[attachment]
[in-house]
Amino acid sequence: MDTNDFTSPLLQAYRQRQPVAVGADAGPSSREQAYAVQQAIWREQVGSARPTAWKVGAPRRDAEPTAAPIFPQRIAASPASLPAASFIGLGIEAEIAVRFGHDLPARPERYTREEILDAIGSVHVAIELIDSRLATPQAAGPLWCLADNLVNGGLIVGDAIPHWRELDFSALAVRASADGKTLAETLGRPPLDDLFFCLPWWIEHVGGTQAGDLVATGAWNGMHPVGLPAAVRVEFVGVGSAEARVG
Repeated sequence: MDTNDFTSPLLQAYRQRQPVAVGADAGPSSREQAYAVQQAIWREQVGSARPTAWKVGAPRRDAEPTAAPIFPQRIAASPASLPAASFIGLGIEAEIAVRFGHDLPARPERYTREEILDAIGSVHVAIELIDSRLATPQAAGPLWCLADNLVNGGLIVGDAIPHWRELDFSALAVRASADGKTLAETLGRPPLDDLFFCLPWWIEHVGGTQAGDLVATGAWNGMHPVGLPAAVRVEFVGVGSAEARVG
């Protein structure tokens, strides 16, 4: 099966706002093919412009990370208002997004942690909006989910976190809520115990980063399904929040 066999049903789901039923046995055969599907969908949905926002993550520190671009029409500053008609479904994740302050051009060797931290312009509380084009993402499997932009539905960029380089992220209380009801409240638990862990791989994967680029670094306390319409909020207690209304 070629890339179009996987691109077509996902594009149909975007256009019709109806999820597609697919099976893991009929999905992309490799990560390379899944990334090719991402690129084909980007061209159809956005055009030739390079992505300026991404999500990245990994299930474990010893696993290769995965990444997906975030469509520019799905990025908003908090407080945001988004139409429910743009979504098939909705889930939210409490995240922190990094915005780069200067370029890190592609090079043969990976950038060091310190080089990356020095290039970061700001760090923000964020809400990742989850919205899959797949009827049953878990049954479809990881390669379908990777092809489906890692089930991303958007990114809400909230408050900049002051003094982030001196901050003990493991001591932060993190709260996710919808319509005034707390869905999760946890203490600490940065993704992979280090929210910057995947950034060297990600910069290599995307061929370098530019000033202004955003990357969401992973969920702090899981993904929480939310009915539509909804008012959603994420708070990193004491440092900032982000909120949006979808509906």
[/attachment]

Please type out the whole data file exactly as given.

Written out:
[in-house]
Amino acid sequence: MDTNDFTSPLLQAYRQRQPVAVGADAGPSSREQAYAVQQAIWREQVGSARPTAWKVGAPRRDAEPTAAPIFPQRIAASPASLPAASFIGLGIEAEIAVRFGHDLPARPERYTREEILDAIGSVHVAIELIDSRLATPQAAGPLWCLADNLVNGGLIVGDAIPHWRELDFSALAVRASADGKTLAETLGRPPLDDLFFCLPWWIEHVGGTQAGDLVATGAWNGMHPVGLPAAVRVEFVGVGSAEARVG
Repeated sequence: MDTNDFTSPLLQAYRQRQPVAVGADAGPSSREQAYAVQQAIWREQVGSARPTAWKVGAPRRDAEPTAAPIFPQRIAASPASLPAASFIGLGIEAEIAVRFGHDLPARPERYTREEILDAIGSVHVAIELIDSRLATPQAAGPLWCLADNLVNGGLIVGDAIPHWRELDFSALAVRASADGKTLAETLGRPPLDDLFFCLPWWIEHVGGTQAGDLVATGAWNGMHPVGLPAAVRVEFVGVGSAEARVG
């Protein structure tokens, strides 16, 4: 099966706002093919412009990370208002997004942690909006989910976190809520115990980063399904929040 066999049903789901039923046995055969599907969908949905926002993550520190671009029409500053008609479904994740302050051009060797931290312009509380084009993402499997932009539905960029380089992220209380009801409240638990862990791989994967680029670094306390319409909020207690209304 070629890339179009996987691109077509996902594009149909975007256009019709109806999820597609697919099976893991009929999905992309490799990560390379899944990334090719991402690129084909980007061209159809956005055009030739390079992505300026991404999500990245990994299930474990010893696993290769995965990444997906975030469509520019799905990025908003908090407080945001988004139409429910743009979504098939909705889930939210409490995240922190990094915005780069200067370029890190592609090079043969990976950038060091310190080089990356020095290039970061700001760090923000964020809400990742989850919205899959797949009827049953878990049954479809990881390669379908990777092809489906890692089930991303958007990114809400909230408050900049002051003094982030001196901050003990493991001591932060993190709260996710919808319509005034707390869905999760946890203490600490940065993704992979280090929210910057995947950034060297990600910069290599995307061929370098530019000033202004955003990357969401992973969920702090899981993904929480939310009915539509909804008012959603994420708070990193004491440092900032982000909120949006979808509906």